As it is with many developing countries, the movement toward women’s empowerment in Africa is gradually gaining ground. Many communities still abide by the traditional family roles of women with three out of four households run by men. In this family structure, it is usually the responsibility of the women to care for the family and provide all necessities such as food, shelter and clothing. However, the ideology of women empowerment supports the notion that an empowered woman who has access to education, will be able to meet the needs of her family more efficiently and effectively.
According to the Keeping Girls in School Act introduced in the Senate in 2017, educated girls are more likely to earn an income later in life. In sub-Saharan Africa, only 8 per cent of girls finish secondary school out of the 75 per cent of girls who were enrolled in primary education. Even fewer women will go on to higher education. This is due to early marriage as nearly 40 per cent of girls in sub-Saharan Africa are married before they reach the age of 18, often prompting them to drop out of school. Several African countries have reported that between 10 and 30 per cent of girls who dropped out of school did so because of early marriage. With these predominant challenges facing the female gender in Africa and beyond, how then can we think of a developed continent?
Despite the gender gap, there are promising signs of women’s empowerment in Africa. Non-governmental organizations like the Children’s Investment Fund Foundation (CIFF) help promote girls’ access to education as well as support girls’ enrollment retention rates. While traditional expectations for women and girls are still upheld in many places, African leaders are making advances toward increasing the inclusion of more girls in schools.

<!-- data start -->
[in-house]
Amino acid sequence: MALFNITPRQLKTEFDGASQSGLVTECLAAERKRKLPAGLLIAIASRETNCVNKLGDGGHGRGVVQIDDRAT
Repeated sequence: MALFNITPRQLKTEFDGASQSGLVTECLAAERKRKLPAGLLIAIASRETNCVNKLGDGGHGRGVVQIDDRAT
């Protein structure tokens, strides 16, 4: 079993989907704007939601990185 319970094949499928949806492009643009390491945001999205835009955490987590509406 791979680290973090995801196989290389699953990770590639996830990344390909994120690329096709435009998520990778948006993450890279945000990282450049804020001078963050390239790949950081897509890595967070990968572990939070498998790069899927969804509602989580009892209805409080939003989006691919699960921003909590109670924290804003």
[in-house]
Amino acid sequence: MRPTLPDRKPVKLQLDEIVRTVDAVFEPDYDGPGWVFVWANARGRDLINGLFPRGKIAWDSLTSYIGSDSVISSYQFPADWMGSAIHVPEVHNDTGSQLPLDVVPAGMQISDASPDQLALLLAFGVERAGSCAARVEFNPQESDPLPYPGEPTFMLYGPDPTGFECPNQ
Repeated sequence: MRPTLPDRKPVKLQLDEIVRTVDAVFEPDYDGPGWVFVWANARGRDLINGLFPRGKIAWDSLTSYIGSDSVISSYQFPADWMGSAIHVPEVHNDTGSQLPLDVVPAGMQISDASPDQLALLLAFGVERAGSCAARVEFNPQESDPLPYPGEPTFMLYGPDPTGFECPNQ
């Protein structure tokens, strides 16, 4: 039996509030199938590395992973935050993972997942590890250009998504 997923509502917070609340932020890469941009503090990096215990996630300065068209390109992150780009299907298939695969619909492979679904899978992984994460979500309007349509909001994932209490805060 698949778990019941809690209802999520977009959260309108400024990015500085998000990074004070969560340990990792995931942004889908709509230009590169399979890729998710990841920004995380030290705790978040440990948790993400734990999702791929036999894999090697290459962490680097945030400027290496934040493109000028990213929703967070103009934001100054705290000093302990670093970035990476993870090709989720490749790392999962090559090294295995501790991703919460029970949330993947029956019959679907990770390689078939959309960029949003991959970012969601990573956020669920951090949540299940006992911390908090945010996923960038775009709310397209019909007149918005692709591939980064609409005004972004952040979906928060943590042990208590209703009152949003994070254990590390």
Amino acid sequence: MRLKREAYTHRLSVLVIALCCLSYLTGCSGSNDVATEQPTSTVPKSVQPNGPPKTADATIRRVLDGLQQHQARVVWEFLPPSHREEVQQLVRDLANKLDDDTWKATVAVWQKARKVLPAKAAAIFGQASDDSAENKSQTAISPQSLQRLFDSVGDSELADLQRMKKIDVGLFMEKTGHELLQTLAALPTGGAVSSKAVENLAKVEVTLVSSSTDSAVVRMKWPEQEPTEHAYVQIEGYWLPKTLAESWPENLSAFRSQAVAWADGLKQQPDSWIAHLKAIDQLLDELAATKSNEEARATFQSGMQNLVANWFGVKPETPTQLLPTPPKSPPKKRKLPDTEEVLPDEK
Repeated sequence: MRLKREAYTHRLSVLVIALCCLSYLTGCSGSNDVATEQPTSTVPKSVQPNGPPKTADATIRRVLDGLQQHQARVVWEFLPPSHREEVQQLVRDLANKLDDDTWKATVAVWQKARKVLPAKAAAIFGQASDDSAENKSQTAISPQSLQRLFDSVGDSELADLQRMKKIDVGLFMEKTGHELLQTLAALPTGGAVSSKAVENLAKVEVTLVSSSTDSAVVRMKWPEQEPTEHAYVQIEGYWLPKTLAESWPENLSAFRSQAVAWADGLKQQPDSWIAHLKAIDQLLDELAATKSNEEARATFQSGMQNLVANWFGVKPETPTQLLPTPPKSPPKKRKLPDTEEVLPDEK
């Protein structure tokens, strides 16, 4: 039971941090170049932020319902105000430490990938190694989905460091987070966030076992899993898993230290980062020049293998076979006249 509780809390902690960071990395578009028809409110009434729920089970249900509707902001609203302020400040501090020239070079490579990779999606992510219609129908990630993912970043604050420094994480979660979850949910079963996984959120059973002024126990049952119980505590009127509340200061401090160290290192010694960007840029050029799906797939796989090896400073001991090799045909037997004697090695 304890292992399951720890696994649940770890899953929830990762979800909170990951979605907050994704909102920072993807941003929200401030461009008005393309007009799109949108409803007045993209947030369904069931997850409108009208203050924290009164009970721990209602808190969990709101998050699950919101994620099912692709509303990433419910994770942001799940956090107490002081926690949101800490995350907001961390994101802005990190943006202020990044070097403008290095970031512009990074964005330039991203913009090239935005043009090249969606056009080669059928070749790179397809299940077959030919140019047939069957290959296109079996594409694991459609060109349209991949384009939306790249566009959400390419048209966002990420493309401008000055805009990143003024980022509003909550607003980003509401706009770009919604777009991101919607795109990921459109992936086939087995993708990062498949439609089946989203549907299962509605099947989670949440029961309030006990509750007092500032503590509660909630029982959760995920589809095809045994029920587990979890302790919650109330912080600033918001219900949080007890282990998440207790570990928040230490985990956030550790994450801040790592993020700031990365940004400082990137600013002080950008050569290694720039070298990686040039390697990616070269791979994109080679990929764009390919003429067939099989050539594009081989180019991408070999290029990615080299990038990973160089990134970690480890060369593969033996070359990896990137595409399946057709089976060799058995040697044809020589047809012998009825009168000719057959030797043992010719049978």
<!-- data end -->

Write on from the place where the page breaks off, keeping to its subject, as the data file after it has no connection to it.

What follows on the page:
Moreover, in 2018, the African Union Commission (AUC), U.N. Women Ethiopia and the International Telecommunication Union (ITU) introduced the African Girls Can CODE Initiative (AGCCI), a four-year program designed to teach young girls about digital literacy, coding and personal development as well as provide comprehensive information and communication technology (ICT) training.
As the percentage of educated women rises, so does the percentage of women in the workforce which results in a positive development in ensuring gender equality in society. As the fight to end poverty continues, women’s empowerment in Africa becomes an increasingly paramount issue. Many governments, foreign and private organizations are working to promote awareness, create equal access to resources and support women who are stepping out of their traditional roles. With promising initiatives that support women in business and technology fields, Africa has begun its long but positive journey toward women’s empowerment.
Written by Chisom Ezeneche